Finally, the trial court did not err in concluding that the addition of the newly discovered evidence would probably result in a different outcome in another trial. Though the defendant’s confession was admissible, it was nonetheless the confession of a fourteen-year-old and might therefore receive less probative weight in a case like this where the other evidence of the defendant’s guilt was not overwhelming.

The Supreme Court reversed the Court of Appeals and remanded the case for a new trial.

Chief Justice Newby, joined by Justice Barringer, dissented. He wrote that the defendant failed to meet the “due diligence” prong of the Beaver test in that he did not take reasonable action at trial to procure the evidence he later argued was newly discovered. The Chief Justice disagreed with the majority’s conclusion that hiring an investigator was enough. Rather, he wrote, the defense lawyer should have gone to the trial court for assistance in obtaining testimony from the witness (such as through a material witness order), or spoken to other witnesses who likely had the same information (such as the sought-after witness’s brother).

State v. Hyman, 371 N.C. 363 (Aug. 17, 2018)

(1) On review of a divided panel of the Court of Appeals, ___ N.C. App. ___, 797 S.E.2d 308 (2017), in this murder case, the court affirmed the holding of the Court of Appeals that the defendant’s ineffective assistance of counsel (IAC) claim was not procedurally barred under G.S. 15A-1419(a)(3) (a claim asserted in a MAR must be denied if, upon a previous appeal, the defendant was in a position to adequately raise the ground or issue underlying the present motion but did not do so). To be subject to the G.S. 15A-1419(a)(3) procedural default bar, the direct appeal record must contain sufficient information to permit the reviewing court to make all the factual and legal determinations necessary to allow a proper resolution of the claim. Here, the defendant was not in a position to adequately raise the IAC claim on direct appeal. A Strickland IAC claim requires a defendant to show both deficient performance and prejudice. The nature of the defendant’s claim would have required him to establish that his attorney was in a position to provide favorable testimony on his behalf, that her failure to withdraw from representing the defendant in order to testify on his behalf constituted deficient performance, and if she had acted as he asserts she should have, there is a reasonable probability that he would not have been found guilty of murder. Here, the defendant would have been unable to make a viable showing based on the evidentiary record developed at trial.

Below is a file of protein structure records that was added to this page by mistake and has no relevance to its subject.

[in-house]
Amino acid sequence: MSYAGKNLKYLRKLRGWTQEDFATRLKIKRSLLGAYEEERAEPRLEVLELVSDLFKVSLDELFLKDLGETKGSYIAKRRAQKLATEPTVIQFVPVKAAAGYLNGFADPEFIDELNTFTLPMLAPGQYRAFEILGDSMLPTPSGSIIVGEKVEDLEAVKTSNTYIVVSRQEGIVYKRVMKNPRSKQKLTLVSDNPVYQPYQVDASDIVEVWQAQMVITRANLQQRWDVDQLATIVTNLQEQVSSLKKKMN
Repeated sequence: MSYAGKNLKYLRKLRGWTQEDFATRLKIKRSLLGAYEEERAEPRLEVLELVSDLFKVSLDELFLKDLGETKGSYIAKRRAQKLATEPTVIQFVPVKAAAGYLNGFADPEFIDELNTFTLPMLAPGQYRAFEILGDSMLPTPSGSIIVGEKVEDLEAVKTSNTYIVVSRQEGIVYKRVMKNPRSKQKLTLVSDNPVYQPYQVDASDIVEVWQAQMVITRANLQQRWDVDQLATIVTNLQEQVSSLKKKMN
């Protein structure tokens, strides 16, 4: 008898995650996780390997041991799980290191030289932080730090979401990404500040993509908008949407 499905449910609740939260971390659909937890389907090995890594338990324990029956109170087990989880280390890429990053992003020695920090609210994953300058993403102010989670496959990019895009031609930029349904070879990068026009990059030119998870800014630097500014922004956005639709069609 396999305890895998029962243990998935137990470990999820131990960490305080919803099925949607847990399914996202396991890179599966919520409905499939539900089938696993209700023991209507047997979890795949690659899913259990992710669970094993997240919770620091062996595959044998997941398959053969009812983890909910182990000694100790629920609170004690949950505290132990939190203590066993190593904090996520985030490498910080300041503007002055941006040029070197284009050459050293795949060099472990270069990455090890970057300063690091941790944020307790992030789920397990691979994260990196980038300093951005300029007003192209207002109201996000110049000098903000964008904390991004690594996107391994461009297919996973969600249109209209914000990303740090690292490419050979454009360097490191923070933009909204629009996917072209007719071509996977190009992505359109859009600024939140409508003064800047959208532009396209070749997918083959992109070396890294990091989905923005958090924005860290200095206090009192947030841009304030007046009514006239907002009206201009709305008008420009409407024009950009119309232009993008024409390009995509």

(2) Reversing the Court of Appeals, the court found that the record contains adequate evidentiary support for the trial court’s findings that the factual basis for the defendant’s IAC claim did not exist. The defendant’s IAC claim alleged that his lawyer should have withdrawn from representing him at trial and testified on his behalf with respect to a conversation that she had with a witness. The trial court found as a fact that the defendant presented no credible evidence during the MAR hearing that the alleged conversation between defense counsel and the witness ever took place. After reviewing the evidence presented before the trial court, the court found that the record contains sufficient evidence to support the trial court’s finding of fact that the alleged conversation never occurred.